Josephine Herbst with villagers of Alcala de Henares. Yale U, Beinecke Library.

Josephine Herbst with villagers of Alcala de Henares. Yale U, Beinecke Library.

Self-conscious, as “shells seem to be tearing right into the room,” she wrote, “No one notices me.” “Everyone knew where he was going . . . except me.” Herbst said: “I didn’t even want to go to Spain. I had to. Because.” “I can hardly think back upon Spain now without a shiver of awe; it is like remembering how it was to be in an earthquake where the ground splits to caverns, mountains rise in what was a plain. The survivor finds himself straddling a widening crack; he leaps nimbly to some beyond, where he can stand ruminating upon his fate.” Memory is a geological cataclysm, a shattering of everything that went before. The rupture creates the depths and heights of some obscurely fathomed change you understand has happened on a larger than individual scale that is still connected to the deepest levels of the individual. 


“I can hardly think back upon Spain now without a shiver of awe; it is like remembering how it was to be in an earthquake.”


In Herbst’s memoir, the earthquake that is Spain acts as an enormous dislocation. It is easy to dismiss her comments as fuzzy thinking, but that misses the point: upheaval of this magnitude overwhelms. In the Hotel Florida, she writes, “I never seemed to be there, even when I was actually there.” “Something inside seemed to be suspended outside . . . There was a disembodiment about my own entity.” Herbst’s homeless psyche is like the Hotel Florida: filled with disembodied elements, like people constantly milling about. Her feeling of suspension recalls Dalí’s painting, in which miniature forms of death are hangared within, on an indefinite layover. Herbst also felt awkward because she had no real press assignment.

So she “did a lot of walking around, looking hard at faces”: “what had been left,” she writes, “was the aliveness of speaking faces.” An American soldier tells about the night he helped his wife deliver their baby because there was no doctor. That story and the night in the trenches “all got mixed up together.” As they walked in the dark, Herbst stumbled and he caught hold of her. “I could not see his face, only feel how he felt and that he was sorting things out from a jumbled mass of experiences if only to make some order to help him to live.” These faces of war are the face of her memory, tangled like the soldier’s experience or Gellhorn’s. But when a townsman claimed “she understands everything!”, she wrote, “I was far from understanding everything. About the most important questions, at that moment, I felt sickeningly at sea.”

Frances Davis (1908-1982) found herself in an equally intolerable position, ending up by chance in the Nationalist zone. The product of a radical utopian community, The Farm, in West Newbury, Massachusetts, by age 13 she was working as a printer’s devil at the Medford Mercury. Breaking into the business of foreign correspondent, however, proved much more difficult. Davis’s story, first published in 1940, in My Shadow in the Sun, makes explicit how out of place these women war journalists were. Like Gellhorn and Herbst, she felt she was tagging along with the men reporters: “Somewhere within me there is the cloud of discomfort at being where I am not wanted.” Davis saw herself on the outside looking in, as the men fraternized and shared information. She won them over, when she volunteered to smuggle their stories into France, by hiding them in her girdle.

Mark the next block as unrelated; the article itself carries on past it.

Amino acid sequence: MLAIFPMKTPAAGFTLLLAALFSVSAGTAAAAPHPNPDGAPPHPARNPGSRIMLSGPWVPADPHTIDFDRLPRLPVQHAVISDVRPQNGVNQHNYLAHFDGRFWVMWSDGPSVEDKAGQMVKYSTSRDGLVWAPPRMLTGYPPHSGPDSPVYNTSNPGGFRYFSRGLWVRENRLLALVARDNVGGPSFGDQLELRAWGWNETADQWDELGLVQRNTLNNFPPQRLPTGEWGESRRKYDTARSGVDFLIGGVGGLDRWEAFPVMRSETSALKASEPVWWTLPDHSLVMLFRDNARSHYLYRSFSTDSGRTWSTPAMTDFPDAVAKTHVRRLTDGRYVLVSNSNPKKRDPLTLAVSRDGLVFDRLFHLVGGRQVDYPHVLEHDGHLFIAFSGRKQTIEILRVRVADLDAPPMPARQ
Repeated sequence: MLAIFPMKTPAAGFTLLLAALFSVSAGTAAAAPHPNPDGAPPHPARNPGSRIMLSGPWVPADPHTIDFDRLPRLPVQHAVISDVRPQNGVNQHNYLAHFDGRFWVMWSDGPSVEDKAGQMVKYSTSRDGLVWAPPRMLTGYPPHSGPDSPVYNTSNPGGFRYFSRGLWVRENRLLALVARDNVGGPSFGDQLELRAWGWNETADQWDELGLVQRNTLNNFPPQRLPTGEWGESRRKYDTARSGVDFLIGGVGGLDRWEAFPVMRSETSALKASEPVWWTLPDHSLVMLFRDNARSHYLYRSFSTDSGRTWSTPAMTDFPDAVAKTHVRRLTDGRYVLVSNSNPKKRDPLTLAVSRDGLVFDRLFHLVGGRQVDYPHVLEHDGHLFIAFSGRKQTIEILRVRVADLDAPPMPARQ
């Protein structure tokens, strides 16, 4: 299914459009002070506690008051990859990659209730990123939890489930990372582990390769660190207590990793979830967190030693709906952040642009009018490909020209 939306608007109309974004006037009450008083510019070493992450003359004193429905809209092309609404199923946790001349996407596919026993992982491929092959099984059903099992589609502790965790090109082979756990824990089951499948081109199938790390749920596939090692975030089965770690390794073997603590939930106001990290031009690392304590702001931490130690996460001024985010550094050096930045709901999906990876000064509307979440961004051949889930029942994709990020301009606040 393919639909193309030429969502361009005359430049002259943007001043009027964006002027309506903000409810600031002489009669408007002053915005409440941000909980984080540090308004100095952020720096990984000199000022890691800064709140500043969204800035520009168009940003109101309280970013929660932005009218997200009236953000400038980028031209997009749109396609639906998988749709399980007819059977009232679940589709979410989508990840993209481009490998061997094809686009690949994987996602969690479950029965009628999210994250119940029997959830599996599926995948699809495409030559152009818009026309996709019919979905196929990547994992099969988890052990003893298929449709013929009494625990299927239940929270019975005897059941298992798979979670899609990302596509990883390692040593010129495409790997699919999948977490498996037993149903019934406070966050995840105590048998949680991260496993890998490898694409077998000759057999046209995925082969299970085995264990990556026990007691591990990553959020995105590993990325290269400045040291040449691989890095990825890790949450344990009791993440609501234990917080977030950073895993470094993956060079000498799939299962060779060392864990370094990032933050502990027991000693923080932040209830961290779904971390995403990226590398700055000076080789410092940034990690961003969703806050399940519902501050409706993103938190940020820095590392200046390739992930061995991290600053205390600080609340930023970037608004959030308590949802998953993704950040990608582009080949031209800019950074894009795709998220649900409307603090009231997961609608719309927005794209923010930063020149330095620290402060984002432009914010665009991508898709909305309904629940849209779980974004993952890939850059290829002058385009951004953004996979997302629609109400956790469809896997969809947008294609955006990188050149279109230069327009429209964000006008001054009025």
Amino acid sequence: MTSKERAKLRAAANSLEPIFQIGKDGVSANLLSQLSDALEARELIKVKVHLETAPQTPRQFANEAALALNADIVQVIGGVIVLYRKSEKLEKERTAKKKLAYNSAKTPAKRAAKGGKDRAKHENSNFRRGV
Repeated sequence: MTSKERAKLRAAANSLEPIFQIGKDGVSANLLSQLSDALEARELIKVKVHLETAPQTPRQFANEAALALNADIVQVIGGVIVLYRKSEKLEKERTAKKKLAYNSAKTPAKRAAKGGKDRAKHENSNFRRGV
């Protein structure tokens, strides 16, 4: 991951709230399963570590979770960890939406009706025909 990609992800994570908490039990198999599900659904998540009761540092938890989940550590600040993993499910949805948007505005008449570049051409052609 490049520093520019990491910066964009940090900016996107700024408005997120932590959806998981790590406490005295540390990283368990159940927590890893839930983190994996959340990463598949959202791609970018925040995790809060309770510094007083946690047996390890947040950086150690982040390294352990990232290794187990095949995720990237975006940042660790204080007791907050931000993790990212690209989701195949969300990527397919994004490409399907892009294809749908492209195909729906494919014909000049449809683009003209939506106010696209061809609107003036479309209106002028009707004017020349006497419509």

A courier, she found herself ferrying between Burgos, the Nationalist headquarters, and France, leaving her in enemy territory, with “a feeling of precarious balance.” If war is an ever-present, protean displacement, here, the writer herself suffers her own physical dislocation: “I live upon the roads of Spain . . . I live in this car, shuttling back and forth . . . The car is my house, my bed, my skin. I work in my moving car, my typewriter upon my lap . . . [with] the swaying of the car as it flies over the lifting and falling and turning of the road.”

Displacement is also political: “There are the never-ending tensions of the guards . . . now my friends,” she writes; but when will they turn? Other faces, Republicans living in the Nationalist zone, “are locked against us.” Her equivocal location is symbolic of a larger question: how do we locate war ideologically? She herself was carried away for a moment when young Nationalist soldiers cried out “Long Live Spain!” She seemed caught between identities and, perhaps more disquieting for Davis, stirred, if only briefly, by the revelation that brotherhood could also be found on the other side.

Davis’s uncertain place, her “precarious balance,” means she can never quite absorb her experience. During an attack, she actually lost her balance, nearly falling on a dead body: “If I had touched that thing it would have burst. Oh, God, how close I came to touching—”. “He has been burnt and his black skin is stretched tight across his putrefied fat and muscle and insides . . . His arms stretch up to embrace my fall, skidding down the rock . . . [I]f I barely grazed that leather flesh, it would break and crumble and the gas of the putrid insides would rise and engulf me.” Her fear of touching the body speaks to the inability to articulate fully the horror of war and, more broadly, the feelings war has produced. The decomposing formlessness of “that thing” is the war, a dissolving structure that politics and ideology cannot explain. This corpse is also without a face: “He grins. He grins from ear to ear.” He joins the charred face that Gellhorn cannot look at and the unseen face that Herbst can only sense in the dark. The de-facement of war creates a structure of feeling that cannot be entirely grasped because it is displaced, like civilians without homes and soldiers without faces, but it is vividly remembered in the words of these women journalists.

Noël Valis is Professor of Spanish at Yale University. Her previous books include The Decadent Vision in Leopoldo Alas and The Culture of Cursilería. This essay has been adapted by permission from: “‘From the Face of My Memory’: How American Women Journalists Covered the Spanish Civil War,” Society (Springer Nature) vol. 54, no. 6, 2017.

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One Response to “ From the Face of My Memory: American Women Journalists in the Spanish Civil War ”

  1. jules rensch on March 2, 2018 at 1:51 pm

    so beautifully written…the passion, the adventure…we owe much…Bravo